Tell us of your own sacrifices. What do you think you’re missing out compared to an average teen, being a full-time student and juggling with training/sports. Do you even feel that you’re missing out on anything, or the sports itself is your own self-gratification.

Doing sport has often times made me a much busier person. I’m a person who enjoys alot of other things outside of track and field. such as movies, hanging out etc just like a normal teen, but to juggle that with training.

It blocks out half of my day 5 days a week. Traveling plus training, changing, traveling again takes up my whole morning!

During competition period, on a weekly basis how often do you train. Share with us some of the stuff you do during training.

I train 5 times a week. During competition period, my training volume tapers and I do mainly, run-ups and short run-up jumps.

Little volume of high intensity plyometrics sometimes.

Maintenence of strength by doing gymwork.

What are your plans for the next season.

In 2010 I’m aiming for 8m. It’s a big dream, my lifetime dream rather.

However If I end of with a 7.85 or above I would have been very satisfied.

It would put me in top 20 juniors or even top 10 juniors in the world.

Goals and expectations for the next SEA Games 2011 in Indonesia?

SEA Games 2011 awaits Matthew

The next SEA games I would be going for Gold. But I’ll have to see what the army does to me. that I have limited control over.

If there anything in your current pursuit for gold that needs changes or more support.

This is a very relevant issue. Because although I do long jump for the good sake of excellence and long jumping, I’d always appreciate more recognition and monetary support.

Up to this level, I am a two time SEA junior gold medalist and the national record holder of Long Jump in Singapore and I’m 18 years old, but I still buy my own spike shoes, pay money for my transportation, pay for my apparel, supplements.

Long jumping has never brought me monetary rewards. it has only allowed myself to feel an internal sense of satisfaction in which most people around are not able to share in.

I understand in order for personal sponsorship and support to come, I need to prove myself.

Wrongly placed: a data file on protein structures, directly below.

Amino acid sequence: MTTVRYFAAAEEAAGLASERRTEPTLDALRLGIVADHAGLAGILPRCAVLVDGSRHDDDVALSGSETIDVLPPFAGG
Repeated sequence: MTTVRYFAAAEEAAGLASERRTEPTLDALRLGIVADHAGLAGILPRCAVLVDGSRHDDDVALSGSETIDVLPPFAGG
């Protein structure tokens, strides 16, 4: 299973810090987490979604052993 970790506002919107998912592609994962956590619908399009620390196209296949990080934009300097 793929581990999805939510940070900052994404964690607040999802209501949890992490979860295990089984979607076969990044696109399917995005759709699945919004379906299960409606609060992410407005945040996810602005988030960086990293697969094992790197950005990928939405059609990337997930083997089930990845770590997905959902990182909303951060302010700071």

So yes, I’d really like to have a personal sponsor and much more funding for my training.

So if being the best long jumper Singapore has ever had (national record) is not proving myself enough, I guess I’ll have to try harder.

What do you think can be done to improve the state of local athletics.

Matthew Goh with the rest of Team Singapore. What will the future of Singapore Athletics be ...

Basically, Athletics at present is not a sport well celebrated in Singapore.

Much of the general public do not appreciate the competitiveness and the technicality of the sport let alone the events themselves.

Again, it would be better if after all those hard work and training/sacrifices, you get some recognition and external rewards.

What are your opinion on the SSC/MCYS vs SAA spat and war of words.

But on a final note. I feel I cannot complain.

This jumping ability and mental prowess has been a gift to me. I feel it’s only good and responsible of me to use my gifts well.

I’m glad that at the end of the day, I got so much stories and experiences that truly enrich my life. something I can share with my kids and what-not in the future

Thank you Matthew for your participation.

Please contact me using the below form if there’s any individual or corporate entity who wishes sponsor and be part of Matthew Goh sporting journey.

[contact-form 1 “Contact form 1”]


Posted by Uncle Sha.